Interesting property related to the sums of the remainders of integers

Cross-posted on Math Overflow too

Let us define, $$r(b)=\sum_{k=1}^{\lfloor \frac{b-1}{2} \rfloor} (b \bmod{k})$$ After playing around with the $$r(b)$$ function for sometime I noticed that $$r(b)$$ appreared to be more even than odd. So to see the difference between the number of even and odd terms of $$r(b)$$, I defined a function, $$z(x)=\sum_{n=1}^x(-1)^{r(n)}$$ When user Peter ran a program for computing values of $$z(x)$$ in PARI, I observed that for $$x\le 10^{10}$$, $$z(x)\gt 0$$. This suggests that there are always more even terms of $$r(n)$$ than odd terms for any $$x$$.

This leads to my two questions:

1. Is $$z(x)$$ always positive? If so, then how do we prove this?
2. Is $$|z(x)|$$ bounded by some maximum value? If so, then what is this maximum value? Till now the maximum value of $$|z(x)|$$ found was $$49$$ for $$x = 5424027859$$. I find it odd that $$|z(x)|$$ goes to these large values and then returns back to small values as small as $$1$$.

Edit:

With the help of user Vepir I was able to plot $$z(x)$$ and noticed that the function has a sinusoidal-fractal-like appearance and it seems to grow without bounds, although very very slowly.

Is there any reason for this sinusoidal and fractal nature?

• The efficient calculation is based on the formula for $d(n):=r(n)-r(n-1)$ , which is $$d(n)=2n-1-\sigma(n)$$ for even $n$ and $$d(n)=\frac{3n-1}{2}-\sigma(n)$$ for odd $n$ and the fact that $\sigma(n)$ is odd if and only if $n=k^2$ or $n=2k^2$ for some positive integer $k$. – Peter Mar 19 at 21:50
• $r(n)$ and $r(n-1)$ have the same parity if and only if $n$ is of the form $k^2,2k^2$ or $4k+3$ for some positive integer $k$ (in the case $4k+3$ , $k=0$ is also possible). – Peter Mar 19 at 21:54
• If my calculation is correct, we have $z(31988856^2)=80$ and the function does not really feel like it would be bounded from above. – Peter Košinár Mar 29 at 2:02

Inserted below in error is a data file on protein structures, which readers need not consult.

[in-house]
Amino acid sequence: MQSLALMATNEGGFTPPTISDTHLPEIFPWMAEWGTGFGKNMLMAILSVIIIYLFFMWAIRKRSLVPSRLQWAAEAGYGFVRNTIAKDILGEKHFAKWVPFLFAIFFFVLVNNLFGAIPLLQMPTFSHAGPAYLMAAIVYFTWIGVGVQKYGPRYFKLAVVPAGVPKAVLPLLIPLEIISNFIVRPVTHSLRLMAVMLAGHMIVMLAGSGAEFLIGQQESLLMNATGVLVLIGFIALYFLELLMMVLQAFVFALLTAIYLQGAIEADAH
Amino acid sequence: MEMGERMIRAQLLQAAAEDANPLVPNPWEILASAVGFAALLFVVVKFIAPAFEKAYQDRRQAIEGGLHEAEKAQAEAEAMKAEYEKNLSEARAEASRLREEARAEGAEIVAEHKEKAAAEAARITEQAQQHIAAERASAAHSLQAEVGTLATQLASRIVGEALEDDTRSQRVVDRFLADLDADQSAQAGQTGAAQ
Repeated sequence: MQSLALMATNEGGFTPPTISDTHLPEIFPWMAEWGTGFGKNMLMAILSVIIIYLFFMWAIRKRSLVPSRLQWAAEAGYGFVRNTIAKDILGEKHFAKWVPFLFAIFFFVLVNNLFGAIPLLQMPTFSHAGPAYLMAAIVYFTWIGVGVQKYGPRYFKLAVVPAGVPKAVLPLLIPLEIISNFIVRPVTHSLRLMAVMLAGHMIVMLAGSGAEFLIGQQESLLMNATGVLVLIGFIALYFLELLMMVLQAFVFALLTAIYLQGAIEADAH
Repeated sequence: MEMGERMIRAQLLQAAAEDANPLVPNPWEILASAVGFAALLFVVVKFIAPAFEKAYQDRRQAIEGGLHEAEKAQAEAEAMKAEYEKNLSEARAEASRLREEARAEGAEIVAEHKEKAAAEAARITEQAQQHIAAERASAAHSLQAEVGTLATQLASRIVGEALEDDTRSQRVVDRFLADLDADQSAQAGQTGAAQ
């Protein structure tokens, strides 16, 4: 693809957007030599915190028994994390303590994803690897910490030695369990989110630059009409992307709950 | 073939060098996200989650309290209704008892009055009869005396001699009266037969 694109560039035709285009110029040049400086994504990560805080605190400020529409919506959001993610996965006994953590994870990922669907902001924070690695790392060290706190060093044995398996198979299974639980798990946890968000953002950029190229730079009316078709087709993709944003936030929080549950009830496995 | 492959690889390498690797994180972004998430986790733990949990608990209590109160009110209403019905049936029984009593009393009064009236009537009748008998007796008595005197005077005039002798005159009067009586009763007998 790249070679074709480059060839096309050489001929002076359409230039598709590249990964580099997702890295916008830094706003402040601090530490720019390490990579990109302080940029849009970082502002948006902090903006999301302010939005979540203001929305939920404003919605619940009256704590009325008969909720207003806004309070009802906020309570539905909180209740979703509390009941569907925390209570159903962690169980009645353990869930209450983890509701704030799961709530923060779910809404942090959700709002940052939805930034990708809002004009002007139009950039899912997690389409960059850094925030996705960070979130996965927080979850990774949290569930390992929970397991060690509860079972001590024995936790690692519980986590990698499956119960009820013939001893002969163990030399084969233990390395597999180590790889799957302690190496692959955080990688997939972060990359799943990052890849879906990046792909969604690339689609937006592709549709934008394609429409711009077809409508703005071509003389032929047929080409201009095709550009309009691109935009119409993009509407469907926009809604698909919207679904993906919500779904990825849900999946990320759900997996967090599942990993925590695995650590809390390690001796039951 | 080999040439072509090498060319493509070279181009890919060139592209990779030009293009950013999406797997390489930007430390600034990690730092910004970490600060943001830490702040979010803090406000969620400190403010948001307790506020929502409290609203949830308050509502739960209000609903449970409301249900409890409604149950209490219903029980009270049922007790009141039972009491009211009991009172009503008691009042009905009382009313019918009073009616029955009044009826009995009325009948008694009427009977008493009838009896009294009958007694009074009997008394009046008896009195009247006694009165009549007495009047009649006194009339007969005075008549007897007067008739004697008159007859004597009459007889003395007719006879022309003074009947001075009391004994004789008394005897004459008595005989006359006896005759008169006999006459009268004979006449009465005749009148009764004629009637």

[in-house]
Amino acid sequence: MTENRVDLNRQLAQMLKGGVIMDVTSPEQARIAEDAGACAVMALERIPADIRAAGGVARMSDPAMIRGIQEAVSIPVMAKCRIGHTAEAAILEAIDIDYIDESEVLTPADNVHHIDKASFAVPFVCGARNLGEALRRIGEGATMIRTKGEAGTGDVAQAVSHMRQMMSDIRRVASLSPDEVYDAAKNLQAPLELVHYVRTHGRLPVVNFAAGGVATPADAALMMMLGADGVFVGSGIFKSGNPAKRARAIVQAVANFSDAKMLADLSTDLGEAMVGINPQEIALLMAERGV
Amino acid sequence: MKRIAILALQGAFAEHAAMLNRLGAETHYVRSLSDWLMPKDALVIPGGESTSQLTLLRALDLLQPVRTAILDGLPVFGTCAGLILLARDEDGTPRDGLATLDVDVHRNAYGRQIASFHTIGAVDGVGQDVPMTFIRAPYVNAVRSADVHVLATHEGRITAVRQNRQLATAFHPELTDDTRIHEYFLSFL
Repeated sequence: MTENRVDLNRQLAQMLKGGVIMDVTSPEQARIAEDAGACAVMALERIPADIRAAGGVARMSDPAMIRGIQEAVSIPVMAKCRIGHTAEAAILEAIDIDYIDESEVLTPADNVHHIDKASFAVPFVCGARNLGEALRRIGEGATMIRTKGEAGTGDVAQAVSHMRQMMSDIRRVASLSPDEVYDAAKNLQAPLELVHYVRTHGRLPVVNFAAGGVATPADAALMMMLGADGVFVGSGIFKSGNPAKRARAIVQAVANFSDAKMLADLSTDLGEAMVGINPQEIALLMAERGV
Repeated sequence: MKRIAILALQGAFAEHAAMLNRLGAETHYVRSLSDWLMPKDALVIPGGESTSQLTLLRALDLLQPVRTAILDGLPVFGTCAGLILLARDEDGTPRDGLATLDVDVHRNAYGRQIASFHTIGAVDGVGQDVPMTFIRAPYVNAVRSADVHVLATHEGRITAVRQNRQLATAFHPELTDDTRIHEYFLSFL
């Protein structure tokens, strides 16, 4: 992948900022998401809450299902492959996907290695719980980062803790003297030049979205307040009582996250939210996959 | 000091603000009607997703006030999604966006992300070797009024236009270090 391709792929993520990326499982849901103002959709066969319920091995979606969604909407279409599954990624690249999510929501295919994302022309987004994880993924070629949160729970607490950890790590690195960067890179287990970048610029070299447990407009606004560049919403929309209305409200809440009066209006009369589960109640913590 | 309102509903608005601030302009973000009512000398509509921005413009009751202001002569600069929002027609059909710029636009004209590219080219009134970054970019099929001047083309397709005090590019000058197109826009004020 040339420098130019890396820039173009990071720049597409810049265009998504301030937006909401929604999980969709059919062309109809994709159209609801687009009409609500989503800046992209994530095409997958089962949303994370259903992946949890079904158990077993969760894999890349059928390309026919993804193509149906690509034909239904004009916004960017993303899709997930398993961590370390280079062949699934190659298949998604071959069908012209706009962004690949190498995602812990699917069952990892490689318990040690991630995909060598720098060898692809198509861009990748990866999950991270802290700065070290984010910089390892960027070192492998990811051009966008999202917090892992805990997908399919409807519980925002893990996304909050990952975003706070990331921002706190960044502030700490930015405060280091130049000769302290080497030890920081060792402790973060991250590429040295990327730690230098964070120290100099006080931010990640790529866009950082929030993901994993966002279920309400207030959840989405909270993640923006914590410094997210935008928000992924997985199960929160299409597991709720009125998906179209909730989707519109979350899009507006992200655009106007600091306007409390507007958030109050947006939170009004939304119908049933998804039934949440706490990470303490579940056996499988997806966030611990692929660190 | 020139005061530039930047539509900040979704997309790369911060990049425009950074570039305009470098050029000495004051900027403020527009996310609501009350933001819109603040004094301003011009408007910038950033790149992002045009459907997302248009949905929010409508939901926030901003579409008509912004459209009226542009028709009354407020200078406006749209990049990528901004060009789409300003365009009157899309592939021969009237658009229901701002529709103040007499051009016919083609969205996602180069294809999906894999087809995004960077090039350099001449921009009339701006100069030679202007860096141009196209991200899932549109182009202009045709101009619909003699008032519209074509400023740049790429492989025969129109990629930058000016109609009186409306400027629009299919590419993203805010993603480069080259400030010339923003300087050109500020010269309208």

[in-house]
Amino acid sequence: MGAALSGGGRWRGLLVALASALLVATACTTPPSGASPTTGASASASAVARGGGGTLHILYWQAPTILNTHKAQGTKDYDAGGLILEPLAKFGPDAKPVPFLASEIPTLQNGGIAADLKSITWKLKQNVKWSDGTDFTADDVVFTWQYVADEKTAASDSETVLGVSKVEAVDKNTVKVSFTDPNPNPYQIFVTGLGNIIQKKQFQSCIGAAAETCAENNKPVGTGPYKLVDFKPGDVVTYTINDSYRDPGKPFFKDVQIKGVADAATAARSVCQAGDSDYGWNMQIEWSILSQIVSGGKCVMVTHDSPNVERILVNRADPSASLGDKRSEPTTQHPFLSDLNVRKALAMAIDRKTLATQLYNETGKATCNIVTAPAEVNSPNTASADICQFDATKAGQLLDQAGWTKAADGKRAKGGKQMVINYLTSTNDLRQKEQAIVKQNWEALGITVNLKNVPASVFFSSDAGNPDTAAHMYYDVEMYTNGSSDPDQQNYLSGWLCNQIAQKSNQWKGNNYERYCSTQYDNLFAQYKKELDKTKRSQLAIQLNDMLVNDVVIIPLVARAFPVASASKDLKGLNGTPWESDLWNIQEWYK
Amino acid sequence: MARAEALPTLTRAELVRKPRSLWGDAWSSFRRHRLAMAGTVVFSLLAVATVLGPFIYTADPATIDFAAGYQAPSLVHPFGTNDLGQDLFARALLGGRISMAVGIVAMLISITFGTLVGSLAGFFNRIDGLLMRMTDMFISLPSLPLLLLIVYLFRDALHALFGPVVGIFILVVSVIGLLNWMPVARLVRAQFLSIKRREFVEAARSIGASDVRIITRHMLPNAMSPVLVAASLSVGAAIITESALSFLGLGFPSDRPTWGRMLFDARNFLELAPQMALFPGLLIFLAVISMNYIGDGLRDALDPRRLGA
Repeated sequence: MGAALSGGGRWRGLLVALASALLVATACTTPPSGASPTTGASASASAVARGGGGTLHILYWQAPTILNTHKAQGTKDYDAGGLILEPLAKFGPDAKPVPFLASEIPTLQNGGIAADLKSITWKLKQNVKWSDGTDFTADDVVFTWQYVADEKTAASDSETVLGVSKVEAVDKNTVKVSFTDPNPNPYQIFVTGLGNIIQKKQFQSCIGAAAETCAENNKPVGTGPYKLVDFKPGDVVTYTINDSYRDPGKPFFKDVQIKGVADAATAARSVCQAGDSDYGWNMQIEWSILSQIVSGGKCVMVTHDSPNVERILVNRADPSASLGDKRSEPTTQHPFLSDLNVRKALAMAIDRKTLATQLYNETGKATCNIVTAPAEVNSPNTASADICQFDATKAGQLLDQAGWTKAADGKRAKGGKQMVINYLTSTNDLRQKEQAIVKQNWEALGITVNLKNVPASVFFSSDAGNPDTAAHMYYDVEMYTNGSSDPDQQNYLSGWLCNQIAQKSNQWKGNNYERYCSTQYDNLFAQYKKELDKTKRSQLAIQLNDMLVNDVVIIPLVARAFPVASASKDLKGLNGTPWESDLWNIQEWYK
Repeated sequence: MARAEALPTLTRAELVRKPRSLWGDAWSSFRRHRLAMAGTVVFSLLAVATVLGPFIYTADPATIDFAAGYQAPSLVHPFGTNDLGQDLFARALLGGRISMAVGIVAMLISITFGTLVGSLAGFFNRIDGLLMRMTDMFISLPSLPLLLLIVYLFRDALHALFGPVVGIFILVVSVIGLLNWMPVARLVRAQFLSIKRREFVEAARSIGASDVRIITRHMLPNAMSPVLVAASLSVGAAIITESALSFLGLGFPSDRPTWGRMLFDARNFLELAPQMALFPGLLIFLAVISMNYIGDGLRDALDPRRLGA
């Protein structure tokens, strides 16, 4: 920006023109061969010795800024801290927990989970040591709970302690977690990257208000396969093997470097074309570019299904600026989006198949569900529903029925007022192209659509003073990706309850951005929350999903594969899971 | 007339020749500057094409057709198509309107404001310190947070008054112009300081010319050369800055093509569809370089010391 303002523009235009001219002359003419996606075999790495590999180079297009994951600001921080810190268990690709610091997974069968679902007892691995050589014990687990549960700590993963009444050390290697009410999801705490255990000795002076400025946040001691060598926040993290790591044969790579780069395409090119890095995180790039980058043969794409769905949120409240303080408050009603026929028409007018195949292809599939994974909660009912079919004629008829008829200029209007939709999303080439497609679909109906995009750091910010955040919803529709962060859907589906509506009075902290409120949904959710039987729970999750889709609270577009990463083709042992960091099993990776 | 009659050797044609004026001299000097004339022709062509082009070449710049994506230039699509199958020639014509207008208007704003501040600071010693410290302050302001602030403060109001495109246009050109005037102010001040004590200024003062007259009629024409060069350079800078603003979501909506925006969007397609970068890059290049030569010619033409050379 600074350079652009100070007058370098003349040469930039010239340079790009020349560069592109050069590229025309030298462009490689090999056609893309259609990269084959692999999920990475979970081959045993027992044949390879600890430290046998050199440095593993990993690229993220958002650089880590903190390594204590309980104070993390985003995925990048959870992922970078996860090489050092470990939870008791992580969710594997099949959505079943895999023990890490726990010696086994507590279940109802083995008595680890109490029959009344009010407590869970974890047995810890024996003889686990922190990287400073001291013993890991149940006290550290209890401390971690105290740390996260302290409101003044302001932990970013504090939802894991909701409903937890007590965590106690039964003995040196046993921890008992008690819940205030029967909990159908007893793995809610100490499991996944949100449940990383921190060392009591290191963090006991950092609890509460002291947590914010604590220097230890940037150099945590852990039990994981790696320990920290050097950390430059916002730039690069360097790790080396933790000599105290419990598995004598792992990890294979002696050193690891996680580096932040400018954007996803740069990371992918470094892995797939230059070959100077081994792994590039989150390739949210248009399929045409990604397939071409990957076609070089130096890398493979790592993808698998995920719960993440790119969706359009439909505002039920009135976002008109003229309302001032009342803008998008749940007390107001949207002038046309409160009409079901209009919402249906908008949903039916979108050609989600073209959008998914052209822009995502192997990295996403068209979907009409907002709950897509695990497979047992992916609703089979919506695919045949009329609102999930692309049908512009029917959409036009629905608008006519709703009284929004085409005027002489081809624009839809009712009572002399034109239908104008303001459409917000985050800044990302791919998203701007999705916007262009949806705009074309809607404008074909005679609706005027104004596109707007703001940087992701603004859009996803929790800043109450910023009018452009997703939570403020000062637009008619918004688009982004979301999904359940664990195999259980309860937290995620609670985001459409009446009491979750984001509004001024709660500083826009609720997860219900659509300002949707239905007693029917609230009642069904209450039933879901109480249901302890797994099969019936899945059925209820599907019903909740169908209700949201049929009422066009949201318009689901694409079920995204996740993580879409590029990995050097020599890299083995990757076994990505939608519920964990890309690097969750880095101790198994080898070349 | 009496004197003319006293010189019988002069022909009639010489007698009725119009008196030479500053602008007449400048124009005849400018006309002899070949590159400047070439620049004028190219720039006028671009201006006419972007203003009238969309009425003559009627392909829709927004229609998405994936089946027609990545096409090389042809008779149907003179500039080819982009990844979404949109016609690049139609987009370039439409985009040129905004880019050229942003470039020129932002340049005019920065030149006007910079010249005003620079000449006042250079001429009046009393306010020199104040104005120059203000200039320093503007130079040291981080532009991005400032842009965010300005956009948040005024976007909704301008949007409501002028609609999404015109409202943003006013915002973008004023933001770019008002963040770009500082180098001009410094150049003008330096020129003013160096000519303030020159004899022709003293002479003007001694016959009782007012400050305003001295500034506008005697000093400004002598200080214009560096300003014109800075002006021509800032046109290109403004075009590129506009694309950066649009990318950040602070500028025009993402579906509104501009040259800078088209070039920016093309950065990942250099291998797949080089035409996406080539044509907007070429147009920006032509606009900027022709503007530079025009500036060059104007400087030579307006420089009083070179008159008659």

• @PeterKošinár thanks for the calculation. Was $z(n)$ ever negative in that range? – Mathphile Mar 29 at 4:48
• @Mathphile No, I have not found any case where $z(n)$ would be negative or zero. It has reached $1$ on multiple occasions, though. (again, assuming my computation was correct). – Peter Košinár Mar 29 at 16:43

I can't prove/disprove your conjectures, but I proved a claim which might be useful to prove/disprove your conjectures.

This answer proves the following claim :

Claim :

\small\begin{align}z(8m)&=(-1)^{c(8m)}+S(m) \\\\z(8m+1)&=(-1)^{c(8m)}-(-1)^{c(8m+1)}+S(m) \\\\z(8m+2)&=(-1)^{c(8m)}-(-1)^{c(8m+1)}+(-1)^{c(8m+2)}+S(m) \\\\z(8m+3)&=(-1)^{c(8m)}-(-1)^{c(8m+1)}+2(-1)^{c(8m+2)}+S(m) \\\\z(8m+4)&=(-1)^{c(8m)}-(-1)^{c(8m+1)}+2(-1)^{c(8m+2)}-(-1)^{c(8m+4)}+S(m) \\\\z(8m+5)&=(-1)^{c(8m)}-(-1)^{c(8m+1)}+2(-1)^{c(8m+2)}-(-1)^{c(8m+4)}+(-1)^{c(8m+5)}+S(m) \\\\z(8m+6)&=(-1)^{c(8m)}-(-1)^{c(8m+1)}+2(-1)^{c(8m+2)}-(-1)^{c(8m+4)}+S(m) \\\\z(8m+7)&=(-1)^{c(8m)}-(-1)^{c(8m+1)}+2(-1)^{c(8m+2)}-(-1)^{c(8m+4)}-(-1)^{c(8m+7)}+S(m)\end{align} where $$c(n)=\#\{x:\text{ 1\le x\le n, and x is either a square or twice a square}\}$$ and $$S(m):=\sum_{k=0}^{m-1}\bigg((-1)^{c(8k)}-(-1)^{c(8k+1)}+2(-1)^{c(8k+2)}-(-1)^{c(8k+4)}-(-1)^{c(8k+7)}\bigg)$$

According to oeis.org/A071860, one has $$c(n)=\lfloor\sqrt{n}\rfloor+\left\lfloor\sqrt{\frac n2}\right\rfloor$$ which might make the problem easier to deal with.

Also, it follows from the above claim that $$z(8m+4)=z(8m+6)$$ for every non-negative integer $$m$$.

The claim follows from the following lemmas :

Lemma 1 : $$r(n)=n^2-\frac{1}{2}\bigg(\left\lfloor\frac{n-3}{2}\right\rfloor+2\bigg)\bigg(\left\lfloor\frac{n-3}{2}\right\rfloor +1\bigg)-\sum_{k=1}^{n}\sigma(k)$$

Lemma 2 : $$r(n)\stackrel{\text{mod 2}}\equiv\begin{cases}\displaystyle\sum_{k=1}^{n}\sigma(k)&\text{if n\equiv 0,2,3,5\pmod 8}\\\\1+\displaystyle\sum_{k=1}^{n}\sigma(k)&\text{if n\equiv 1,4,6,7\pmod 8}\end{cases}$$

Lemma 3 : $$\text{\sigma(n) is odd \iff n is either a square or twice a square}$$

Lemma 4 : $$\sum_{k=1}^{n}\sigma(k)\equiv c(n)\pmod 2$$where $$c(n)=\#\{x:\text{ 1\le x\le n, and x is either a square or twice a square}\}$$

Lemma 5 : If $$n\equiv 3\pmod 4$$, then $$c(n)=c(n-1)$$.